All-3-Zone Data Visualizations:

While a HERO chart is an all-encompassing snapshot of a players contributions on the ice, the All-Three-Zones visuals are concerned with more specific aspects of the game. CJ Turtoro (@CJTDevil) created two sets of visuals using data from Corey Sznajder’s (@ShutdownLine) massive tracking project.

You can find both sets of visuals at the links below:

  1. https://public.tableau.com/profile/christopher.turtoro#!/vizhome/ZoneTransitionsper60/5v5Entries

  2. https://public.tableau.com/profile/christopher.turtoro#!/vizhome/2-yearA3ZPlayerComps/ComparisonDashboard

In the first set of visuals, you will find 4 leaderboards. Players are ranked in the 5v5 stats listed below.

  • 5v5 Entries -- How often players enter the offensive zone by making a clean pass to a teammate (Entry passes/60) or by carrying the puck across the blue line themselves (Carry-ins/60).

Other notes: The best way to enter the zone is to enter with possession of the puck (Entry passes + Carry-ins, as discussed above). These types of entries are called Possession Entries. Although other types of attempts are included in the leaderboard as well, players are automatically sorted by Possession Entries/60 because these alternative attempts are less than ideal. If you decide to change this, use the “Sort By (Entries)” filter to rank the players in other ways.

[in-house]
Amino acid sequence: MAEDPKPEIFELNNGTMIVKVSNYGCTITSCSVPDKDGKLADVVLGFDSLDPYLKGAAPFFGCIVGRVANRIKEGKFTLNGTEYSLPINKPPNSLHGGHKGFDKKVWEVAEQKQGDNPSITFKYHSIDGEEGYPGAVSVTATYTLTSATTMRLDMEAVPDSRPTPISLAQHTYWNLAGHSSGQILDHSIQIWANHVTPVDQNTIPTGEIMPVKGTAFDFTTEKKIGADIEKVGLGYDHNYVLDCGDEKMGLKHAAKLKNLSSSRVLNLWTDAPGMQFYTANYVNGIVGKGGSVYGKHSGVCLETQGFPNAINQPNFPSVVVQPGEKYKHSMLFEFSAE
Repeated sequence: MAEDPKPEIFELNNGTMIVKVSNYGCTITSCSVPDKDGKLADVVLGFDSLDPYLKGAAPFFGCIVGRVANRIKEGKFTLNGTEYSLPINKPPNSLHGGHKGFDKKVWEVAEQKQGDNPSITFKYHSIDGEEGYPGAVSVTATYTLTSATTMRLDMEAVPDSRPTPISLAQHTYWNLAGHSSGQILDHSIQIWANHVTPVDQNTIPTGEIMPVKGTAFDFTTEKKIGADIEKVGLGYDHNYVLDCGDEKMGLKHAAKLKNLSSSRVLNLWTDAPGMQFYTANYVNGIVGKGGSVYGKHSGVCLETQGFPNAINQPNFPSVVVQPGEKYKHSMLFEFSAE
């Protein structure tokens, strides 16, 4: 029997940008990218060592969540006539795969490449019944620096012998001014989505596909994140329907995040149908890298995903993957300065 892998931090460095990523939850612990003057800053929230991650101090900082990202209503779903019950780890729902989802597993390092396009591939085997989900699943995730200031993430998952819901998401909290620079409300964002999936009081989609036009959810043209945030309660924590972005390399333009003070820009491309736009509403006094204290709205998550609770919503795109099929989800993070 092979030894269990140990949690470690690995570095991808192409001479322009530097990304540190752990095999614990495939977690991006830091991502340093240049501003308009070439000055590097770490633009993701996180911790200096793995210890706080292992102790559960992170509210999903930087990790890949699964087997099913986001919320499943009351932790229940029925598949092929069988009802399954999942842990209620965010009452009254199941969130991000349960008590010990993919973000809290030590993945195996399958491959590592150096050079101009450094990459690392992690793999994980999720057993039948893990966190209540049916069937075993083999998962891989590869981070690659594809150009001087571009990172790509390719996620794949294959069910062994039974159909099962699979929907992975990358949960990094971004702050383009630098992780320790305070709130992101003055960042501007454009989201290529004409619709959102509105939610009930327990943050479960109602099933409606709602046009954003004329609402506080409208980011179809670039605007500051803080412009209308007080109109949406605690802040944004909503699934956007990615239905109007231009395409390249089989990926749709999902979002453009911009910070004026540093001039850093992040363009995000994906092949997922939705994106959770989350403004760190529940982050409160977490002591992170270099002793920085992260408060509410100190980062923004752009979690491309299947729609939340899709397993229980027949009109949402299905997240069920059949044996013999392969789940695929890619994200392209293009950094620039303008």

• 5v5 Exits -- This is the same as 5v5 entries, except at the blue line separating the defensive zone from the neutral zone. Players are ranked based on how often they transition the puck from the defensive zone into the neutral zone either by carrying it (Carries/60) or by passing it to a teammate (Exit Passes/60).

Other notes: Like 5v5 entries, the best ways to exit the defensive zone are classified as Possession Exits. This is why players are automatically sorted by Possession Exits/60. Again, the “Sort By (Exits)” filter will let you change how the leaderboard is sorted.

  • 5v5 Entries per Target (5v5 Entry Def %) -- This stat measures defence at the blue line. It answers the question: When a defender is in proximity to an attempted zone entry, how often does he stop the attempt?